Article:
Firing pulses of laser light from space sounds more of a job for a James Bond villain than for a law firm. Yet if all goes well this will be part of a package of technologies being put together by an international firm and a high-tech startup to put clients in control of their data - and protect them from an emerging global threat to the way that sensitive computer data is safeguarded today.  

The threat is from computer processors which exploit bizarre phenomena at the sub-atomic level. These include the ability for a particle to be in two states at the same time (superposition, as illustrated by the famous Shrodinger’s cat thought experiment) and the apparently spooky phenomenon of entanglement, where measuring the state of one of a pair of particles simultaneously changes the state of the other, even at a distance.

Unlike the bit in a digital processor, which can represent only two states (zero and one), a so-called qubit can represent many different states simultaneously, allowing a quantum computer to tackle many problems at once. 

Quantum computing was thought up in 1981 as a way of modelling the quantum universe. It is now emerging as a practical technology, with companies including Google and IBM offering access to quantum processors - delicate machines which must operate at temperatures close to absolute zero - as a cloud service. 

The prospect has excited researchers in several different fields. In artificial intelligence, quantum technology may be the most likely way of creating a machine capable of ‘general AI’, as opposed to the trained special-purpose algorithms which are today mistakenly labelled ‘intelligent’. However the biggest stir is in cybersecurity, because quantum computers seem to offer a way of cracking mathematical problems used to secure data on the web.  

One such is the mathematical formulation which today secures the vast bulk of transactions across the internet. Most digital handshaking protocols - for example the one behind the ‘https’ prefix indicating that a web link can be trusted for transactions - rely on dual-key encryption, where data is encoded and decoded with a pair of keys, one public and one private. Dual-key encryption is secured by the one-way nature of a mathematical formula: it is easy to multiply two prime numbers, but the reverse process, factoring, is far more difficult. A digital computer has to try each possible solution in turn. Make the original prime numbers large enough (we have known since Euclid that the choice will be infinite) and factoring becomes impossible even for the supercomputers installed by the world’s intelligence agencies.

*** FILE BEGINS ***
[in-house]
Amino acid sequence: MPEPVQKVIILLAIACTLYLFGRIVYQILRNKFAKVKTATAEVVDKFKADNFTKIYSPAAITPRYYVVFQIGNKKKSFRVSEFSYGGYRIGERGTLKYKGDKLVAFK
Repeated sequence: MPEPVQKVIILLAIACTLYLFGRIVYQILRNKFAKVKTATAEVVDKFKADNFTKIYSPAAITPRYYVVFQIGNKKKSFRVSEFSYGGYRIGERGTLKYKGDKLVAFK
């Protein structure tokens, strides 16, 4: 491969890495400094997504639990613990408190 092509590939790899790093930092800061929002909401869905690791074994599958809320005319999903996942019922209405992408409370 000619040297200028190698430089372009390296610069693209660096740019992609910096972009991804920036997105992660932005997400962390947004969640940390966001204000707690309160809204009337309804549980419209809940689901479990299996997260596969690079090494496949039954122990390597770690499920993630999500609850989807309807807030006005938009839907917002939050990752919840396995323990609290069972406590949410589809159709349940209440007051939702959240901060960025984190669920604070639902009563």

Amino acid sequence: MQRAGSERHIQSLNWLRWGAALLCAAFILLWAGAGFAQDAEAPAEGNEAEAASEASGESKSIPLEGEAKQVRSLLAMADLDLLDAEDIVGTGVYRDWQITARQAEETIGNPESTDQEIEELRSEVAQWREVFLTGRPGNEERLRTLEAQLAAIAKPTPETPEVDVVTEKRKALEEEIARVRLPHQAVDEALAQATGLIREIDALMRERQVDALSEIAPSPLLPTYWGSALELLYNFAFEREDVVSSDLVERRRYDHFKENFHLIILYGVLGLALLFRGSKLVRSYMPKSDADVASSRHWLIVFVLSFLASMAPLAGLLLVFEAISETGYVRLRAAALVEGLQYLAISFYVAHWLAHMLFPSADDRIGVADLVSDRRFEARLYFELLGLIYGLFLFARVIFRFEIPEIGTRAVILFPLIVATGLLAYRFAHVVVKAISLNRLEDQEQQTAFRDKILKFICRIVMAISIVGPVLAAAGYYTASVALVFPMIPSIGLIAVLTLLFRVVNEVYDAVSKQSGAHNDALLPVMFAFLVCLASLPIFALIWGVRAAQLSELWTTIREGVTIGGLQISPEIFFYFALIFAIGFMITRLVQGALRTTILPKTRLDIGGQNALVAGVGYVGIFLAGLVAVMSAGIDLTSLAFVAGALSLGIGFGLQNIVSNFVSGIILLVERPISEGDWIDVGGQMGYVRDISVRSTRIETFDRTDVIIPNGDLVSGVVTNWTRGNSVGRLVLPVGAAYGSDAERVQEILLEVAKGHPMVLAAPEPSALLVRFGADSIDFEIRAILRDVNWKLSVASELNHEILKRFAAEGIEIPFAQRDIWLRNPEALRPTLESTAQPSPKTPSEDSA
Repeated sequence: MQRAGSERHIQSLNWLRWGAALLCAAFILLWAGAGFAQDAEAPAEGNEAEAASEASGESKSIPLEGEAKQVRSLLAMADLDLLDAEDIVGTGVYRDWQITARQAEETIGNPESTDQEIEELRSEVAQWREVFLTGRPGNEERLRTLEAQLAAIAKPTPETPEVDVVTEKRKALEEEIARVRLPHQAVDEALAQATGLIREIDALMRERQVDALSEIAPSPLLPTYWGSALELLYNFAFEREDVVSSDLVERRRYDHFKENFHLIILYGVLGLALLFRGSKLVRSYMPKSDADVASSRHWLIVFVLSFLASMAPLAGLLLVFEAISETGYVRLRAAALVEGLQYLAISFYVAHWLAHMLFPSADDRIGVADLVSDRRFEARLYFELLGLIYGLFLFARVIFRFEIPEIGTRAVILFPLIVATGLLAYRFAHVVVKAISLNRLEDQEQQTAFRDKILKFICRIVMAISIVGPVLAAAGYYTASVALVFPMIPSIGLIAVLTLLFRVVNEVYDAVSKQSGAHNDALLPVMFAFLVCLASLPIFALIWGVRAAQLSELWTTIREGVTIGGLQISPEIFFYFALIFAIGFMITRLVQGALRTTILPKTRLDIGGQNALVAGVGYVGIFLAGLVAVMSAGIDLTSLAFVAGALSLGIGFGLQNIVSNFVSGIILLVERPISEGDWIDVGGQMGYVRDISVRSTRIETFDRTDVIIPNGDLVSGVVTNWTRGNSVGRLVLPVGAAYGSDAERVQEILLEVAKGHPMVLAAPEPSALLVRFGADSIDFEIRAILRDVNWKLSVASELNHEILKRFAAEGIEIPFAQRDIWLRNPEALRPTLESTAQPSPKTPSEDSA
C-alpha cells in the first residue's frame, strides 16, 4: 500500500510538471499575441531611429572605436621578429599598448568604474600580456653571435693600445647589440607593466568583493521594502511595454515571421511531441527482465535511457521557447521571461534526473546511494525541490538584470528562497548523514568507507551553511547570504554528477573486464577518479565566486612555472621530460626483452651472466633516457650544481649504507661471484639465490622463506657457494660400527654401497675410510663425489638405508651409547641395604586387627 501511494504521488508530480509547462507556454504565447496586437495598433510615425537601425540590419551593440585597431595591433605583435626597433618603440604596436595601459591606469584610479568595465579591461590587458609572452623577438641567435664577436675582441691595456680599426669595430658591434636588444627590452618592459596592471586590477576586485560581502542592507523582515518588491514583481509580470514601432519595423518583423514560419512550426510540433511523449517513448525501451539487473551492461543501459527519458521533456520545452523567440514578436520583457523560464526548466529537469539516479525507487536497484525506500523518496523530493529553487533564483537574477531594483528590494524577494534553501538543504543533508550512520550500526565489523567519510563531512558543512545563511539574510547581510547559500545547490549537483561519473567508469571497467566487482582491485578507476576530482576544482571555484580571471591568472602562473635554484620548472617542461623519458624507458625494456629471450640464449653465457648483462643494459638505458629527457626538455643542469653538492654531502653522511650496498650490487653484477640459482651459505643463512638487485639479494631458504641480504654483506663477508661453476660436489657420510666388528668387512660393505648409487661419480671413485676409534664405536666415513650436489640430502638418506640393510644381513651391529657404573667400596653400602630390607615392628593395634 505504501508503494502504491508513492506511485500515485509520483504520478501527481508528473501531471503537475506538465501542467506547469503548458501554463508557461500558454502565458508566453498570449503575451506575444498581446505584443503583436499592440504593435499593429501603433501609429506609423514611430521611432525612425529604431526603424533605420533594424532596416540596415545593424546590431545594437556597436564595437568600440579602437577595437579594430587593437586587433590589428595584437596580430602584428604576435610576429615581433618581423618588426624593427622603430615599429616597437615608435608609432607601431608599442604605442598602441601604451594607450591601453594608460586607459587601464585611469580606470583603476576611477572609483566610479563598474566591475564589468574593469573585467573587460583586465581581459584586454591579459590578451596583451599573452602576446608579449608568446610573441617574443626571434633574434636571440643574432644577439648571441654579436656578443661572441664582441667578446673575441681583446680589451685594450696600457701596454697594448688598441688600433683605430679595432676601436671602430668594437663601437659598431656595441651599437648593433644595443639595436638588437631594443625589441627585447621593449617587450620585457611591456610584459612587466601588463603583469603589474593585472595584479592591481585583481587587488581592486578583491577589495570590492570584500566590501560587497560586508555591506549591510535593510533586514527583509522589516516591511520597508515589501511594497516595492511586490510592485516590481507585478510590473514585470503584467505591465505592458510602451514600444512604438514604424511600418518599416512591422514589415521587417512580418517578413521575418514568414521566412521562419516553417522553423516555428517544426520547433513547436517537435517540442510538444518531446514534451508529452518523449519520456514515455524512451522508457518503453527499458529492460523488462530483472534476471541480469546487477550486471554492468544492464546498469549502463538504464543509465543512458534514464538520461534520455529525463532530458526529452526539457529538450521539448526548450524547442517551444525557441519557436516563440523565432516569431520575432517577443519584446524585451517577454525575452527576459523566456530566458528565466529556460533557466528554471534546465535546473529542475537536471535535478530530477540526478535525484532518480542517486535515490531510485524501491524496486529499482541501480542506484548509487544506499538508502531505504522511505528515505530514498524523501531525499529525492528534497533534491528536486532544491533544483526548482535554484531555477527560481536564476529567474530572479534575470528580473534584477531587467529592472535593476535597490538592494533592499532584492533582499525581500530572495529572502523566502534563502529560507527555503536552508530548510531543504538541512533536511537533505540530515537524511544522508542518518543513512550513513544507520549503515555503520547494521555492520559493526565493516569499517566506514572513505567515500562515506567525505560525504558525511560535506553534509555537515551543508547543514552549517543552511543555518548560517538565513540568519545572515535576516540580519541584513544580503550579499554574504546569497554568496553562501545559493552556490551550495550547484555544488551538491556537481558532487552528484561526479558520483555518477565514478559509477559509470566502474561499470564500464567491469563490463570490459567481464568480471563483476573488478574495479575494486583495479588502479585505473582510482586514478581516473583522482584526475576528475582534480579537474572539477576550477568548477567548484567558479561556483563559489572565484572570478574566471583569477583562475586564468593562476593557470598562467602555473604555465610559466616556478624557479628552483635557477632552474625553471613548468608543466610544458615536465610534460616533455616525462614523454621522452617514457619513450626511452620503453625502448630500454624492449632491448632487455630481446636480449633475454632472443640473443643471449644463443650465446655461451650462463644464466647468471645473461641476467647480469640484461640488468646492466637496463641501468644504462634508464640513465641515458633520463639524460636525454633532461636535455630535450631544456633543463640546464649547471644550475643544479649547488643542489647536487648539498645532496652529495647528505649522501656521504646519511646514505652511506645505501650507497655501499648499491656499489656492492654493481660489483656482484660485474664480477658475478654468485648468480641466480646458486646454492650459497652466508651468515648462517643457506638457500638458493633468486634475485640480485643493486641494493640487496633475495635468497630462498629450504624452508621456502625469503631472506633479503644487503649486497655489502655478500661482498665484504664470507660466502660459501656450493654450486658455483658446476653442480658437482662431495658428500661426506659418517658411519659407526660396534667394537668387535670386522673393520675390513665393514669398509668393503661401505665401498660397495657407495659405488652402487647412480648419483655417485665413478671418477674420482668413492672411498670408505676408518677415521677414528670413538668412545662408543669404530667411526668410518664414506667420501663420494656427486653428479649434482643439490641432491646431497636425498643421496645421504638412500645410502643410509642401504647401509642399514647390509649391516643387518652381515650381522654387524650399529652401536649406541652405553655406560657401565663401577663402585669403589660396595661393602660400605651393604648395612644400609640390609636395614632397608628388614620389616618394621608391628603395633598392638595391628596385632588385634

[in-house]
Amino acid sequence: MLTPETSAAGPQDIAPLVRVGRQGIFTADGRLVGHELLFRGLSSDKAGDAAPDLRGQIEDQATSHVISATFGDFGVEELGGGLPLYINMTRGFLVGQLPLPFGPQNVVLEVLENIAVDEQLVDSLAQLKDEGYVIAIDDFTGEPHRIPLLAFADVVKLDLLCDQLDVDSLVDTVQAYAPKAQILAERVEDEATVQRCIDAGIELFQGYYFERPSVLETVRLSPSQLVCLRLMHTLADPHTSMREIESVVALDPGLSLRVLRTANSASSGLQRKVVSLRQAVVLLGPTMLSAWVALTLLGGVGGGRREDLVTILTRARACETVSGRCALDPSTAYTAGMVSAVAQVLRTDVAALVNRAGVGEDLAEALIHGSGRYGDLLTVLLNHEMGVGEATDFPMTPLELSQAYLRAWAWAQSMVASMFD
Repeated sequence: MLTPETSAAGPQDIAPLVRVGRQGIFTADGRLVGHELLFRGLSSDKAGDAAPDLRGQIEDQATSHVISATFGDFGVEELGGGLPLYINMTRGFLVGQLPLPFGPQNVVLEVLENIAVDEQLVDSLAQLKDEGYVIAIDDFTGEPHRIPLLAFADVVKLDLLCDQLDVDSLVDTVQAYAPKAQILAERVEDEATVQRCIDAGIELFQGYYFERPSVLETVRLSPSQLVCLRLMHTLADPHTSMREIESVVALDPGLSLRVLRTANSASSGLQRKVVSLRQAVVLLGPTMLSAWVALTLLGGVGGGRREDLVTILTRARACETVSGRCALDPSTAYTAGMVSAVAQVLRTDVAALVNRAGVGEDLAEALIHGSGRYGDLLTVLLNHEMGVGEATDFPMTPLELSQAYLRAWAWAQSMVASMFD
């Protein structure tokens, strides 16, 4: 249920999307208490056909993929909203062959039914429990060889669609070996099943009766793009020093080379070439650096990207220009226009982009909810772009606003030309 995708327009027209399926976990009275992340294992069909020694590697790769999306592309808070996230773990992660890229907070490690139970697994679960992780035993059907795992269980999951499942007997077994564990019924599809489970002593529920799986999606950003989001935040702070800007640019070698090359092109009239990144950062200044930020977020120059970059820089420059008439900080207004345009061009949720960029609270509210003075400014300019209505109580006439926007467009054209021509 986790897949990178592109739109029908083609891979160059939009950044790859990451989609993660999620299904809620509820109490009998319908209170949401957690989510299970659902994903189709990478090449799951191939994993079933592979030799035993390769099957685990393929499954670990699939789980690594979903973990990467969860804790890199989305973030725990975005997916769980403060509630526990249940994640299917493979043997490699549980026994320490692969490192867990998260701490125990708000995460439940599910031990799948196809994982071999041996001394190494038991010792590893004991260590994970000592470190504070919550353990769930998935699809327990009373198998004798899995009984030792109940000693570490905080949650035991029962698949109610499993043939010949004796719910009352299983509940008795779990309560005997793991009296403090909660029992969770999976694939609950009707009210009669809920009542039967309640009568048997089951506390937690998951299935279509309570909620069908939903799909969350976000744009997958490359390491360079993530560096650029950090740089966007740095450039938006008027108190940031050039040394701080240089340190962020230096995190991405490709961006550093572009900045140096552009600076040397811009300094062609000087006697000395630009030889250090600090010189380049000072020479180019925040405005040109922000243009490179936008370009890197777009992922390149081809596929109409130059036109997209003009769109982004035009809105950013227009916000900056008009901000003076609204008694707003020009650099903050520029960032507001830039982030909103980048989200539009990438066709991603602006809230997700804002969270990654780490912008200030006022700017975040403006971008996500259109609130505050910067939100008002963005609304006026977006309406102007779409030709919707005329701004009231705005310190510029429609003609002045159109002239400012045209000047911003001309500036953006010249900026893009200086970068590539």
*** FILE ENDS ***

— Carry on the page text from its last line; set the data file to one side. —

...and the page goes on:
A quantum computer, however, approaches the problem differently. A sufficiently large array of qubits could in theory test each possible solution simultaneously, cracking the code in an instant. We presume that no quantum machine is yet able to do that, but the imminent possibility is already encouraging the stockpiling of currently uncrackable data by state-sponsored agencies, organised criminals - and, most worryingly, parties overlapping the two. 

Law firms are known to be prime targets, with about one in five reporting being subjected to attacks. Earlier this year City firm Gateley made a rare admission of a loss of client data - as a listed business it is required to report such incidents, but the attack is far from unique. International firms with clients of interest to well resourced state-sponsored agencies can expect snooping attempts. 

This is where the space lasers come in. According to international firm Dentons, the way to secure systems against quantum-powered attacks is not just to make the encryption algorithms more complicated but to turn to quantum technology itself. ‘The answer is not in maths but physics,’ says Dr Justin Hill, an IP partner with a PhD in semiconductor physics. Dentons has partnered with a niche startup, Arqit, to develop a system that transmits data encoded in the quantum state of individual photons. Thanks to the well-known uncertainty principle, the very act of measuring a particle at the sub-atomic level changes its state, so any interception will collapse the system. And because, unlike light waves, individual photons do not travel far in optical fibres, they are beamed down from satellites in space. 

The idea is to use this process to distribute encryption keys to secure individual messages, thus achieving the holy grail of secret coding - the one-time pad in which each message is encrypted by a securely shared formula which is changed every time. The buzzphrase is 'computationally secure'. 

Dentons says it is working with Arqit to co-develop a 'quantum safe, self-sovereign identity system', which allows clients to control their own identities and selectively grant access permissions as required. Permissions and transactions are recorded in another cutting-edge security measure, distributed ledger technology - which, in turn, depends on uncrackable encryption. The first deployments will be in client onboarding and verification. 

Technological overkill? Perhaps - for the current level of threat. Of course it is always possible that quantum computing will not be the game-changer expected: the problems of scaling up qubit arrays and engineering them into a viable commercial product may prove to be insuperable. But it would be unwise to bet on that.